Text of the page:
What kind of money will people pay you for your works?
In another thread about cutting boards it was said that the cool
cutting boards sold well. It made me wonder at what price?
What have you sold lately and how did you decide on the price?
I wonder how prices trend. Higher in big cities, etc., etc.
Lower in places where there is a higher concentration of woodworkers.
My works? Most I ever got was the cost of wood. I don't do it for
money so I refuse to take any for a hobby.
No would pay what I'd want to earn.
Most of the stuff I see for sale at craft shows and the like are in the
$10 to $50 range. It seems that is the sweet spot for impulse buys.
I was once asked how much I would charge for a salad bowl by someone who
wanted to buy one as a wedding present. I checked with a friend who made
his living as a woodturner and quoted a fair price that wouldn't
Of course she was stunned with the quote; I think she thought that she
could get it for peanuts.
You probably were over charging. After all, that big hunk of walnut is
about the same price as a 2 x 4 stud at Home Depot and it only takes a
few minutes to turn. The machine does all the work.
They figured you'd be cheaper than Wal Mart.
Most people have no clue.
No effing way! Those big chunks cost a lot to replace if you depend on a
wood merchant. The machine doesn't do all the work! The skill of the
turner makes a difference. You should see some of the monstrosities that
I've seen turned out by guys with no feel for form.
With that I agree! Not only in woodworking but also in my profession.
Companies with multi-million dollar budgets seem to think that I will
work for peanuts when they are depending on my considerable experience
to solve their problems. Fortunately, at my stage in life, I don't lose
any sleep if they decide to look elsewhere.
Trying to recoup more than your costs on anything that distantly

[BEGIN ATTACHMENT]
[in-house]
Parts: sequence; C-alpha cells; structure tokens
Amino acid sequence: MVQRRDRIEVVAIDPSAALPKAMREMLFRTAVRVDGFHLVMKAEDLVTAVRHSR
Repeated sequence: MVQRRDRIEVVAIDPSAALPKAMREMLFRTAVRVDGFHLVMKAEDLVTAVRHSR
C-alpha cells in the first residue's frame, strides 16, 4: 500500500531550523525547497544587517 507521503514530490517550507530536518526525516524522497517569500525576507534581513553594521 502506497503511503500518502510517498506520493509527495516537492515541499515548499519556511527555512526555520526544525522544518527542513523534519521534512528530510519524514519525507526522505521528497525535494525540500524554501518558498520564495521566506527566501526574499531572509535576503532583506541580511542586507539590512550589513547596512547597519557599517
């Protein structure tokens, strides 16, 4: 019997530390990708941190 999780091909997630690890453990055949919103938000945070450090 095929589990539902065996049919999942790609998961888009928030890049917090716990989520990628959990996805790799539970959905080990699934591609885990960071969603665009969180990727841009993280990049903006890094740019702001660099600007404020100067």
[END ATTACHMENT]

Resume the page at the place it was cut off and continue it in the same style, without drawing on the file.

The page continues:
resembles something that can be purchaced made in Japan, Korea,
Mexico, India, or VietNam is basically a fool's errand.
When I build something I do it for the satisfaction of making it
myself and knowing there is quality there that "money cannot buy"
If I give it as a gift it is to someone who appreciates that.
On 12/20/2014 12:57 PM, email@example.com wrote:
There are quite a number of folks who specialize in the crafts markets;
some of them do so quite successfully. It takes approaching it in a
manner appropriate to the genre, though...if you take a weekend on a
"one-off" item, that doesn't cut it.
I had a good friend in E TN who make "rustic" toys, yard ornaments and
the like and made a decent living at it for years. It was "junk"
wood-working by the standards of virtually everybody here, but it sold
at a net profit in surprising volume.
To do so was, however, a job, not recreation and definitely not fine
I've not been to one of the types of shows/markets he frequented in 20
yr; at that time others did pretty well with the turned pen/pencil sets
and other decorative turnings.
Others who were successful concentrated on green-stick furniture,
basket-weaving (not so much actual woodwoorking but a cellulosic raw
material) and boxes so not sure how it's evolved but I'd think probably
the same items probably do about as always did. The advent of the laser
engraver has added new niches, of course...
But, fine woodworking as a hobby and selling higher quality products is,
as noted, highly unlikely to be profitable on an 'on-spec' kinda' basis
of making something you like and then hoping it'll sell.
Guys like Brian Boggs started out sorta' that way but they worked
exceedingly diligently at their craft and turned it into a specialized
high-end business over a long period of time. I remember Brian when he
wasn't yet a name in Berea, KY. All was, of course, exceptionally fine
work but not all was successful even for him in the early going.
He's since moved to Asheville and has reinvented a business model based
around the cooperative. There's a survey article in FWW on that from a
few years ago...let's see....ah, there it is--
This seems to be true. I've seen segmented bowls fetch a lot of money.
They require lots of skill/time/effort too.
The niche might be as simple as the selling venue. Or as complex as a
segmented tall-thin vase. Or a combination. (^;
On Sat, 20 Dec 2014 13:57:58 -0500
Yes, competing with that is a fool's errand, is that what you're
saying? Also buyers expecting the price to be the same are fools or
they just don't care, which is not foolish just ignorance probably.
You won't get that satisfaction if you sell it? Or you're not willing to
sell it at a loss? Or you don't want to sell? I don't understand.
I think it comes down to going to venues where the works are created
locally and that fact is advertised and maintained and adhered to.
I know some venues that require the seller to be the maker.
As Swingman has indicated, there is money to be had when you offer